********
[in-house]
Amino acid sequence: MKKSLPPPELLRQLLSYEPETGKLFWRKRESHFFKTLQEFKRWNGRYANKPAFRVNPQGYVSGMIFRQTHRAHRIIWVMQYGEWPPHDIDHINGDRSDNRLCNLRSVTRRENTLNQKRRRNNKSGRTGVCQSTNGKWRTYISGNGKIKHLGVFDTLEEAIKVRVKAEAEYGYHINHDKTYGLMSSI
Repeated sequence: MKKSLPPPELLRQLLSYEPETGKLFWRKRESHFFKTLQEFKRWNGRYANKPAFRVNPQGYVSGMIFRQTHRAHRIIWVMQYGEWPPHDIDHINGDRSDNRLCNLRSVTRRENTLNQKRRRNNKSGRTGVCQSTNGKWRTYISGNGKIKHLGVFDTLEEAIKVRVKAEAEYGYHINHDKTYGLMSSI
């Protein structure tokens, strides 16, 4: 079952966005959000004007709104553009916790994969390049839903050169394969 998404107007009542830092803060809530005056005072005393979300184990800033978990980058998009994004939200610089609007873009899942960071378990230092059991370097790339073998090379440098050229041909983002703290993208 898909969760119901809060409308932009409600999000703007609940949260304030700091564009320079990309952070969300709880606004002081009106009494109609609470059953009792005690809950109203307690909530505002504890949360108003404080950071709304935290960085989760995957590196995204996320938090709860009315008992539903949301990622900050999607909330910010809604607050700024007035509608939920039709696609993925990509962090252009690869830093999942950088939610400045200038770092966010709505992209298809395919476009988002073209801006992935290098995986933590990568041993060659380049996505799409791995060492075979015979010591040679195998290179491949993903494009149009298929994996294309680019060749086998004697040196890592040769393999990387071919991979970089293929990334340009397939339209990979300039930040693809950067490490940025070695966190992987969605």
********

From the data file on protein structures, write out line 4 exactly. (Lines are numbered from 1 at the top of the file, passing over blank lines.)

């Protein structure tokens, strides 16, 4: 079952966005959000004007709104553009916790994969390049839903050169394969 998404107007009542830092803060809530005056005072005393979300184990800033978990980058998009994004939200610089609007873009899942960071378990230092059991370097790339073998090379440098050229041909983002703290993208 898909969760119901809060409308932009409600999000703007609940949260304030700091564009320079990309952070969300709880606004002081009106009494109609609470059953009792005690809950109203307690909530505002504890949360108003404080950071709304935290960085989760995957590196995204996320938090709860009315008992539903949301990622900050999607909330910010809604607050700024007035509608939920039709696609993925990509962090252009690869830093999942950088939610400045200038770092966010709505992209298809395919476009988002073209801006992935290098995986933590990568041993060659380049996505799409791995060492075979015979010591040679195998290179491949993903494009149009298929994996294309680019060749086998004697040196890592040769393999990387071919991979970089293929990334340009397939339209990979300039930040693809950067490490940025070695966190992987969605």